Diving Lady swimming in Mesa once again

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by Jason Volentine

Bio | Email | Follow: @jasonvolentine

azfamily.com

Posted on April 2, 2013 at 11:03 PM

Updated Friday, Apr 5 at 1:23 PM

MESA, Ariz. -- An Arizona icon, Diving Lady, is once again plunging into her desert oasis in Mesa.

Diving Lady, built in 1960, made millions of dives at the Starlite Motel until she was torn down during a massive monsoon in 2010. Tuesday night, preservationists flipped the switch and turned her back on after a two-and-a-half-year hiatus.

Historic U.S. 60 starts in the Arizona desert and crisscrosses the entire nation to the east. It travels 2,600 miles, right past the U.S. gold supply at Fort Knox and dead ends at the Chesapeake Bay.

But a 78-foot stretch of steel and neon hanging above the old U.S. 60 Route in Mesa might just be the most famous part of the old road. In fact, the Diving Lady outside the Starlite Motel on Main Street once marked, roughly, the crossroads of U.S. highways 60, 70, 80 and 89.

"You knew you were getting home when you saw the Diving Lady," said Arlee Johnson, longtime Mesa resident.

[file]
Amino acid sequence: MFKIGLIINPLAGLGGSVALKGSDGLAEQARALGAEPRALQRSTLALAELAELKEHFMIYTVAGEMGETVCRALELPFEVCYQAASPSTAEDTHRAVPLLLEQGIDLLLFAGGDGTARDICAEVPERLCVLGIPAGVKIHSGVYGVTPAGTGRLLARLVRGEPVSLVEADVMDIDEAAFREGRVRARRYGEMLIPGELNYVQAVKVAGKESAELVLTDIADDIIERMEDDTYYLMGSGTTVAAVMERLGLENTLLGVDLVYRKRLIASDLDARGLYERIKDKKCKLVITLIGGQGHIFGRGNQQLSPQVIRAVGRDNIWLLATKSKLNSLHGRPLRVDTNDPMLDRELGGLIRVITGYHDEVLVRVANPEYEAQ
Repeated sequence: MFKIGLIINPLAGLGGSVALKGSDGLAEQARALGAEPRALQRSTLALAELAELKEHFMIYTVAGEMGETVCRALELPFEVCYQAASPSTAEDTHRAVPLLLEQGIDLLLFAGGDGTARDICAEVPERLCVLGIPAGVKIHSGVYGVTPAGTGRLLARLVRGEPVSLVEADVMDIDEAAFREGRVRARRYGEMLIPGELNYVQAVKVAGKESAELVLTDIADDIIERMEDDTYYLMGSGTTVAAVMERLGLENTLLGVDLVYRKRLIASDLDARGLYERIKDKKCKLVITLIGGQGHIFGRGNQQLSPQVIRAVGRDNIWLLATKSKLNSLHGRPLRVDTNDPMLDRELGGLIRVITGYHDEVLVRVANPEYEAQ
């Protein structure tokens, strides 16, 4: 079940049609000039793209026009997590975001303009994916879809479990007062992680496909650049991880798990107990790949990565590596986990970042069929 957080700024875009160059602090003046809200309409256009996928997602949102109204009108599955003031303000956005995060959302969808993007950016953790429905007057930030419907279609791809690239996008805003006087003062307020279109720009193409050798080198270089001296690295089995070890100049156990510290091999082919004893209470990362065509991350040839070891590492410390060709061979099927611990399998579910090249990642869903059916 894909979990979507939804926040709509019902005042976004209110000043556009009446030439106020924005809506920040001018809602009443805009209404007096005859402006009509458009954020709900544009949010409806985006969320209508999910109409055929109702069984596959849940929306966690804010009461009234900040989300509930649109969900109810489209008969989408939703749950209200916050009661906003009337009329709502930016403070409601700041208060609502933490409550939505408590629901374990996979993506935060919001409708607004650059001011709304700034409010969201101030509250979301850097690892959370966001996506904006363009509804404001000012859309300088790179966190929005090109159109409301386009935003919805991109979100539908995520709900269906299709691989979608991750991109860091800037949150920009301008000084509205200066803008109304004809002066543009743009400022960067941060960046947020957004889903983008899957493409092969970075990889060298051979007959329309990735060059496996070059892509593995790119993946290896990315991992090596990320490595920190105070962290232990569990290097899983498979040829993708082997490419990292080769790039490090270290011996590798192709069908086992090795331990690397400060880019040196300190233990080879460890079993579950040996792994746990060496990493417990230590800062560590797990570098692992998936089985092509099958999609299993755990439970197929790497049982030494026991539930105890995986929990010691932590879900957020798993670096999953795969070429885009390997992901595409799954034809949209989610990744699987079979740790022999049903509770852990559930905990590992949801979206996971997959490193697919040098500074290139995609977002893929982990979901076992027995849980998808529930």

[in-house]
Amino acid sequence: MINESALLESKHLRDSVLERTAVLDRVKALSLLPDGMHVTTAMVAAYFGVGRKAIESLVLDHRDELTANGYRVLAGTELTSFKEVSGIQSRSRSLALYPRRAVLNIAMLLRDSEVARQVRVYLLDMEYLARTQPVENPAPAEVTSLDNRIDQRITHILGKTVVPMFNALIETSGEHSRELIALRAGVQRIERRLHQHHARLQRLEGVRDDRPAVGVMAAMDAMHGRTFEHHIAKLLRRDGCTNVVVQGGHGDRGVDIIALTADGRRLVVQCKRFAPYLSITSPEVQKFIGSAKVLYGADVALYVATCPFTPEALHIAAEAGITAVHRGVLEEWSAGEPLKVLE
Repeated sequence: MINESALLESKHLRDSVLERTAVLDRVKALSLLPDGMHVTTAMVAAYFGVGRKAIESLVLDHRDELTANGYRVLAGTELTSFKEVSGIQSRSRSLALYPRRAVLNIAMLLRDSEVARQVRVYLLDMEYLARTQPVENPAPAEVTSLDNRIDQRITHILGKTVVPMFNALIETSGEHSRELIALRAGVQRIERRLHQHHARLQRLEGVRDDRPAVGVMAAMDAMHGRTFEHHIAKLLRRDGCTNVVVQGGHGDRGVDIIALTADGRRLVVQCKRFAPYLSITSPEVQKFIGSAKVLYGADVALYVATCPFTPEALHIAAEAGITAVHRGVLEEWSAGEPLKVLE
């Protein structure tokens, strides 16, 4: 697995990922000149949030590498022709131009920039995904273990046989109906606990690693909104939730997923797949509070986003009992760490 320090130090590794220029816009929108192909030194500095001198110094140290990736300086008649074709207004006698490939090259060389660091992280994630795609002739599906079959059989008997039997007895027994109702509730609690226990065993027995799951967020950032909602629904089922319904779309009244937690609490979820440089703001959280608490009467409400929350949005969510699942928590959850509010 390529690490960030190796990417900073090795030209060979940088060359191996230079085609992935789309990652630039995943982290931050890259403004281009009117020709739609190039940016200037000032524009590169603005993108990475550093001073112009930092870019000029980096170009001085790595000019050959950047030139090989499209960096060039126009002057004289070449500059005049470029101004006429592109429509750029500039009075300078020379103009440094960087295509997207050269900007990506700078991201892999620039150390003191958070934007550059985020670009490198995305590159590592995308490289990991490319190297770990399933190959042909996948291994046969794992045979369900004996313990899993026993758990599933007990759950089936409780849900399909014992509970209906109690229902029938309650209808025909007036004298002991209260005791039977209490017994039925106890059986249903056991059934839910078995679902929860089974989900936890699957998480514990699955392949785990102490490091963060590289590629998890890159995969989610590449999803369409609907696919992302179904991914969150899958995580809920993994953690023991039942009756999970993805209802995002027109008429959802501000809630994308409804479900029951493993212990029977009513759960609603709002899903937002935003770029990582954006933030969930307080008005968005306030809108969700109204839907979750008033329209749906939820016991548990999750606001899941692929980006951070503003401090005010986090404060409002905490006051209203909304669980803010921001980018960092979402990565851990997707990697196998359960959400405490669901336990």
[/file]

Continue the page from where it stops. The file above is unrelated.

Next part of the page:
The Diving Lady first splashed into her blue neon bath back in 1960. She was a bold statement for the Starlite Motel, announcing a rare desert amenity at the time: a swimming pool.

Not only that, but she was one of the only roadside attractions in the young Mesa community.

"When my husband and I came out here, we didn't have a whole lot of money so we would say, 'Well, let's go look at the Diving Lady,"' said longtime Mesa resident Ramona Zehm. "That was the big entertainment."

About 300 people were at the Starlite Motel Tuesday night to see Diving Lady return to her nightly routine -- a three-part plunge from the top of the motel sign. Mesa Mayor Scott Smith stood among classic cars from Diving Lady's heyday to flip the switch just after 7 p.m.

The Mesa Preservation Foundation paid $120,000 to bring her back to life. The foundation is still $10,000 short of its total donation goal to cover the entire cost.

"It's iconic and it is a celebration of the community's love for an inanimate object," said Vick Linoff, president of the Mesa Preservation Foundation. "Everybody calls it the Diving Lady. You don't speak of the sign as an it, you speak of it as a her or a she."

And now "she" is back -- the iconic blond in the pale blue one-piece bathing suit repeatedly dipping into a blue splash of neon lighting.
 
The swimming pool she once advertised has long since been filled in, but she nonetheless sits on her perch as a historic piece of Americana -- an oasis to millions.

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